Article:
A ONE-woman business is taking home-made, plant-based food to events and businesses – on an electric bike.

Magda Zuber created Holy Cow six months ago and puts sustainability at the heart of the business.

She makes all her “mostly vegan” food using seasonal, fresh ingredients.

“Holy Cow was born out of passion for creative cooking that can be both healthy, nourishing and satisfying,” she said.

She makes her food from scratch, including burgers, pates, spreads and hummus. She says the flavours are inspired by her travels around the world, as well as her own Polish heritage.

In her first six months of running the business, she has taken her cargo bike to events such as Southbourne Revival and Bournemouth’s Vegan and Yoga Festival.

“The feedback has been amazing. Every little festival I go to, I’ve always sold out,” she said.

“I do everything by myself – marketing, cooking delivery on my bike.

“My huge thing is zero waste. I don’t use any single use plastics, or as little as possible,” she added.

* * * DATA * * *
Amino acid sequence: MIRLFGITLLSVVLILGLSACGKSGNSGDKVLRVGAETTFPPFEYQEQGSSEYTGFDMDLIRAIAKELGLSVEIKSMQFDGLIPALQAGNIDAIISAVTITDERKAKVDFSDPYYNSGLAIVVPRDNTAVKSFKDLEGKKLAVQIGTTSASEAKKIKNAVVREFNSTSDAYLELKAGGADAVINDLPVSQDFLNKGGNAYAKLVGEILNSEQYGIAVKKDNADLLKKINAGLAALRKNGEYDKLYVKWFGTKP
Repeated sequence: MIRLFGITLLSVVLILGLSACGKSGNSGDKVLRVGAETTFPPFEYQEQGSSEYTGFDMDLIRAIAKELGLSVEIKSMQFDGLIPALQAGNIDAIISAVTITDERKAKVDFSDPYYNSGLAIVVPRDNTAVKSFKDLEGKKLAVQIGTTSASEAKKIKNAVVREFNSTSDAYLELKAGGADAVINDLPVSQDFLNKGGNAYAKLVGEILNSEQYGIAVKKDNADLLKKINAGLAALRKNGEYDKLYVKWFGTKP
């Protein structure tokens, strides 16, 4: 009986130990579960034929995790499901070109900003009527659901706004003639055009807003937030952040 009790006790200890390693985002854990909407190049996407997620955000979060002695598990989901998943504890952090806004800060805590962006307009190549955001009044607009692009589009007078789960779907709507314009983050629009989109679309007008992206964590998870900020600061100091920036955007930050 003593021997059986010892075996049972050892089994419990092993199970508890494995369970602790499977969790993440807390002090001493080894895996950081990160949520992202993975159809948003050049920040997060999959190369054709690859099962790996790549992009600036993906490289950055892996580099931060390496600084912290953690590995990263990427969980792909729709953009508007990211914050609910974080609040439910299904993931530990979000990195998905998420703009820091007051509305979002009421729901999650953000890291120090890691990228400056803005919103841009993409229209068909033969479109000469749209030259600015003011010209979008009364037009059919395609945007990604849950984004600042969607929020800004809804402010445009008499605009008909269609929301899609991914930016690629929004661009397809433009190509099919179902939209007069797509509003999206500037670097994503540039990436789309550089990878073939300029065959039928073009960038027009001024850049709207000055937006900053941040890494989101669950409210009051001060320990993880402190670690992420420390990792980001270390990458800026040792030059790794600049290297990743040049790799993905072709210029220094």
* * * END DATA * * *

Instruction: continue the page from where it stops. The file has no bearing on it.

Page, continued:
She sources her fruit and vegetables locally in Southbourne, where her suppliers are happy to provide them loose. She uses seasonal ingredients to avoid contributing to the environmental impact of transporting food by air.

When transporting the food on her cargo bike, she reuses her own plastic containers, wrapping individual items in paper as far as possible.

She says catering for 50-70 people on the bike is “totally doable”.

Magda came to the UK 15 years ago, got a degree in education from the University of Winchester and worked in childcare in Lymington.

“I have been in and out of catering. It’s one of those jobs you go into and need a break, then go and do something completely different and then find you’re missing it,” she said.

She said she would be happy just to encourage people to eat meat less often. “I’m not one of those preachy vegans,” she said.

She will be at Castlepoint for the next two Saturdays and at Dorset Vegan Festival on August 31.